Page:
The How-To Behind Friendship (Not Just For Aspies!)
Making friends and keeping friends: Research confirms these are two areas that seem to seriously challenge children with Asperger’s.
So says Anna Matchneva, a lecturer and one-on-one counsellor who works closely with children on the autism spectrum and their parents.
Rejected: This is a category of children Anna often sees. She is not referring to parental neglect, but to the playground or social setting.
The rejected child is one who tries to join a group but is denied access.
Mostly we will never know why some people choose not to be friends with us. But totally there are things we can do differently.
For instance, we might approach a group and start talking about whatever is on our mind when really? We need to listen. Try to pick up on what the others are saying. Take a little time to formulate a brief remark in line with their conversation. Don’t try to work in your current interest. Stick to their conversation.
But hey, that’s easy to learn, right? Just take a little time before speaking. Listen. Try to understand what they’re talking about. Not just what they’re saying, but what they mean.
We Aspies get a little starved for attention sometimes and that can make us talk too much, too loud, too soon. But it’s easy enough to get over those habits.
I know myself, I have to be careful not to dive hell bent for leather into a topic, completely overwhelming and boring the people who were kind enough to invite me into the group.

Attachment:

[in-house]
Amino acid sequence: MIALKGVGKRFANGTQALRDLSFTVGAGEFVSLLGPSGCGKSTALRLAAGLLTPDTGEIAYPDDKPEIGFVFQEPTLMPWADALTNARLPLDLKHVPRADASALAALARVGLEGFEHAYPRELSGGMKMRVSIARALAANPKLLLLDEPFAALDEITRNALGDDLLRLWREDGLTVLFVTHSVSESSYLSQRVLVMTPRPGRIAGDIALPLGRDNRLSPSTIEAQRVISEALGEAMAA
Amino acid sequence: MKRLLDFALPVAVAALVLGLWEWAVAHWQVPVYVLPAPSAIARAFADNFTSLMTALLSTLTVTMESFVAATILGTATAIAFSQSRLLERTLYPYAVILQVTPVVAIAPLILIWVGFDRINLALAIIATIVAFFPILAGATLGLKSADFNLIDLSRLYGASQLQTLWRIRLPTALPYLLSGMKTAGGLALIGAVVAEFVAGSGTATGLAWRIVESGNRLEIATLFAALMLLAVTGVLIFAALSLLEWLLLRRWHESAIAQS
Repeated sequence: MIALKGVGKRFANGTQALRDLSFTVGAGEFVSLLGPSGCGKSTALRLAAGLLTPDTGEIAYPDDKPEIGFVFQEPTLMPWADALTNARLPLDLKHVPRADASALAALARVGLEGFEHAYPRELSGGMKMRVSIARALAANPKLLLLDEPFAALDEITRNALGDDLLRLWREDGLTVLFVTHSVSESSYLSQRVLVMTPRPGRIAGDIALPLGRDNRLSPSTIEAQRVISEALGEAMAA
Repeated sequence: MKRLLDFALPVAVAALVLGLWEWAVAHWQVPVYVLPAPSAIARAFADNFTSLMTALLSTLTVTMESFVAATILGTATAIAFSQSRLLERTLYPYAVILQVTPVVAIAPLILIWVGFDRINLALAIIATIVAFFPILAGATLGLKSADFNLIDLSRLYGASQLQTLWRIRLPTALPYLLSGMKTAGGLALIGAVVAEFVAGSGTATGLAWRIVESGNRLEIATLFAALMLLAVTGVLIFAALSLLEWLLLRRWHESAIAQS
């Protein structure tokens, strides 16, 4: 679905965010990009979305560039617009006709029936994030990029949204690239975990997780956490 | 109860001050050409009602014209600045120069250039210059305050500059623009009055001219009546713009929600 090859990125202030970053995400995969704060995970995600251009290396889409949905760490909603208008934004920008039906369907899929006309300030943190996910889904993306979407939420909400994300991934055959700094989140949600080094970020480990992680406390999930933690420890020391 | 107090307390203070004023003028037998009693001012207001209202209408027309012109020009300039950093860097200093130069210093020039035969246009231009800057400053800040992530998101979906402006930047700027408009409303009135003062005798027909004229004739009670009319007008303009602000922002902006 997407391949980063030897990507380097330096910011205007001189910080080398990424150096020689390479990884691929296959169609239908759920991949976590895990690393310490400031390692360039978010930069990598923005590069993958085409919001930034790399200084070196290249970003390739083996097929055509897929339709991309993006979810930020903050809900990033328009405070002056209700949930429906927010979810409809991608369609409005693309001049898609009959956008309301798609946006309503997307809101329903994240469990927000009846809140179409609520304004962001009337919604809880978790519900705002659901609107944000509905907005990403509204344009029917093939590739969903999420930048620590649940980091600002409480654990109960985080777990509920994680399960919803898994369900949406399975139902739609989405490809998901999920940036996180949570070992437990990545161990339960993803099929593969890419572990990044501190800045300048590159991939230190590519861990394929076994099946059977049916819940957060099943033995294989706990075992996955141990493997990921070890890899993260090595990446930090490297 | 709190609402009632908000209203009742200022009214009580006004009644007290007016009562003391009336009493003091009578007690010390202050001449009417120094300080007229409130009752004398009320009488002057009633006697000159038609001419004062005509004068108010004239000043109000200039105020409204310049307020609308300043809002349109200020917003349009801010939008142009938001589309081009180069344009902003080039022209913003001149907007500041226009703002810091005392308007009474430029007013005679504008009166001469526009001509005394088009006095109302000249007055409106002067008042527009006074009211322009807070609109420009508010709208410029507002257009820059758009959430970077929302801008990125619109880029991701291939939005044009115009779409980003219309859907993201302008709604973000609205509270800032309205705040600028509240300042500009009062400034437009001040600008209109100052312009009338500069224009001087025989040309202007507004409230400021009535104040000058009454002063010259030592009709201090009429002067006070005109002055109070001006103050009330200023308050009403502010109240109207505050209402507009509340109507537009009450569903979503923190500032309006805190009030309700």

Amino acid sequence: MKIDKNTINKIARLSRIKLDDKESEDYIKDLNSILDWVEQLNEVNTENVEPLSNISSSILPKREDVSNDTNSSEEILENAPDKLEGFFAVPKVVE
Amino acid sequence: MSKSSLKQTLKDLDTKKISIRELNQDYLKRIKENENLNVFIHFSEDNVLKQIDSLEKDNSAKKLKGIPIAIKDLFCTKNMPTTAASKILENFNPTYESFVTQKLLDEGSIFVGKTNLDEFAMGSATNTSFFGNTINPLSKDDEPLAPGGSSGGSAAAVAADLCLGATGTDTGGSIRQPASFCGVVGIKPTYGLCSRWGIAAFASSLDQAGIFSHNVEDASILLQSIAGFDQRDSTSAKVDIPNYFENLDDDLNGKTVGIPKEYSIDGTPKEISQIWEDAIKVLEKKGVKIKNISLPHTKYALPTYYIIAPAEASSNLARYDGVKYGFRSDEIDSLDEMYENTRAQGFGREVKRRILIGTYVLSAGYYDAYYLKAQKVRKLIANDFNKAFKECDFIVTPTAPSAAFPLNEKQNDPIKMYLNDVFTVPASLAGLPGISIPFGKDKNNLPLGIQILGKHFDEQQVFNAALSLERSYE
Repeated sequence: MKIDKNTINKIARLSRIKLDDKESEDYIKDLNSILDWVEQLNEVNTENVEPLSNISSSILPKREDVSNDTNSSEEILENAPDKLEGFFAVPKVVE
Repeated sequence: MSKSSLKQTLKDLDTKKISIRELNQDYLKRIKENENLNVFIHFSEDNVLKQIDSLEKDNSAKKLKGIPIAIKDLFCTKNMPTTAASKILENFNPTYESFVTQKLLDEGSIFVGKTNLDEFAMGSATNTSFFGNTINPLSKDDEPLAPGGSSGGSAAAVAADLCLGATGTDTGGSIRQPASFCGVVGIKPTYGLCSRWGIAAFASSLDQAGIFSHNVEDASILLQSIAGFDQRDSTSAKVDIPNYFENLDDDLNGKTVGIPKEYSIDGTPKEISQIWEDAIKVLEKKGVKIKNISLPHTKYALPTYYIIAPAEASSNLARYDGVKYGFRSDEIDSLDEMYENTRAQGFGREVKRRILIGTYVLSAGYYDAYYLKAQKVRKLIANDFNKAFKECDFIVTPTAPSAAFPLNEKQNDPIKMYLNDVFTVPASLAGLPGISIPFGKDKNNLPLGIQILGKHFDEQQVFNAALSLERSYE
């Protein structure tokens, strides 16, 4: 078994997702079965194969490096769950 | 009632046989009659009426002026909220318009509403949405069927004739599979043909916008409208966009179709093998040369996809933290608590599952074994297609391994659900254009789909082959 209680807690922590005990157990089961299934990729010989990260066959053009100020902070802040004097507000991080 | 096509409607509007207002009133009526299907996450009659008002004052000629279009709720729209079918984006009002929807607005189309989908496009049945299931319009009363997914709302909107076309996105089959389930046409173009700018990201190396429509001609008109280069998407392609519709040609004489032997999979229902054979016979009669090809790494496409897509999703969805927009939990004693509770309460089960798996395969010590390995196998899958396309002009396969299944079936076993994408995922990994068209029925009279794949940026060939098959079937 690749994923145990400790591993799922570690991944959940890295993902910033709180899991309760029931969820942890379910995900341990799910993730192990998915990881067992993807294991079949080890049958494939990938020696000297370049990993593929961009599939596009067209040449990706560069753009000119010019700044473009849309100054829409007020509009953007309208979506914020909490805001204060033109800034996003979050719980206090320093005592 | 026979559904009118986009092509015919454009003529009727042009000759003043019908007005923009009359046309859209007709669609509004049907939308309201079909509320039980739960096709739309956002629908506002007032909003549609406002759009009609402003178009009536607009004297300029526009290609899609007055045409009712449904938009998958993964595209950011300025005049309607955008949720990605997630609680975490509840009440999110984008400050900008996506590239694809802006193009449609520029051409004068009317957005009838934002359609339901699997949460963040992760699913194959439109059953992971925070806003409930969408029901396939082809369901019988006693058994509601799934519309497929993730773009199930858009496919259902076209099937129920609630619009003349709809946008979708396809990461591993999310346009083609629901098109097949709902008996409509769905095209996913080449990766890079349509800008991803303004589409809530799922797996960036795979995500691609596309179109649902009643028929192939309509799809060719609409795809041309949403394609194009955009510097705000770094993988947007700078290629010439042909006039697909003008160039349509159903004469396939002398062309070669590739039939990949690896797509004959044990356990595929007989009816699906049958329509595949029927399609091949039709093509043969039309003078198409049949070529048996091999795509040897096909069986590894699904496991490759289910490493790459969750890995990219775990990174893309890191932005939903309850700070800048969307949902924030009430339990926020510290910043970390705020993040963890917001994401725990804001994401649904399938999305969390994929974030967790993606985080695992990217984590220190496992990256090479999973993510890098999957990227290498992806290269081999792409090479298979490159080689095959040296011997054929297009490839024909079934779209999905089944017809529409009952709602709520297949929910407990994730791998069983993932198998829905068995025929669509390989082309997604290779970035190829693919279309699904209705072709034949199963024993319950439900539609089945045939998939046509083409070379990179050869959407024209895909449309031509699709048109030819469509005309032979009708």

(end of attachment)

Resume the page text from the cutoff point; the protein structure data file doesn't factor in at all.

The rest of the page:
And anyway, not every group wants another member. They may be having a private conversation. They may believe they have nothing in common with you, and therefore, not see any point in trying to make friends. Maybe they are happy just as they are. Then you need to find someone else to talk with.
Remember, your focus can be a very good thing, even if others don’t want to share in it. It’s similar to the single-mindedness that made Taylor Swift a star and Bill Gates a computer mogul.
Try to listen first. Take a minute or two to find out what the group and the conversation is about. And when you do speak, smile, keep a neutral tone, and above all, be brief!
And please note–Aspies aren’t the only people in the world who have trouble making and keeping friends. Lots of people do!
[…] The How-To Behind Friendship (Not Just For Aspies!). […]
Thank you for this. I’m not fully sure, but I know my son shows signs that maybe he’s trying too hard in the schoolyard and in the classroom. He talks incessantly, often squashing other people’s conversations. He derails topics that people might be enjoying, to steer things in a direction he finds more interesting. And he’s having problems making/keeping his friends at school.
I am going to go over this post with him, and hope that maybe we can work together to turn things around.
Jason, I hope my blogs help. There are links to some websites where you might find additional information that is helpful to you. Look for http://www.autism.org.uk.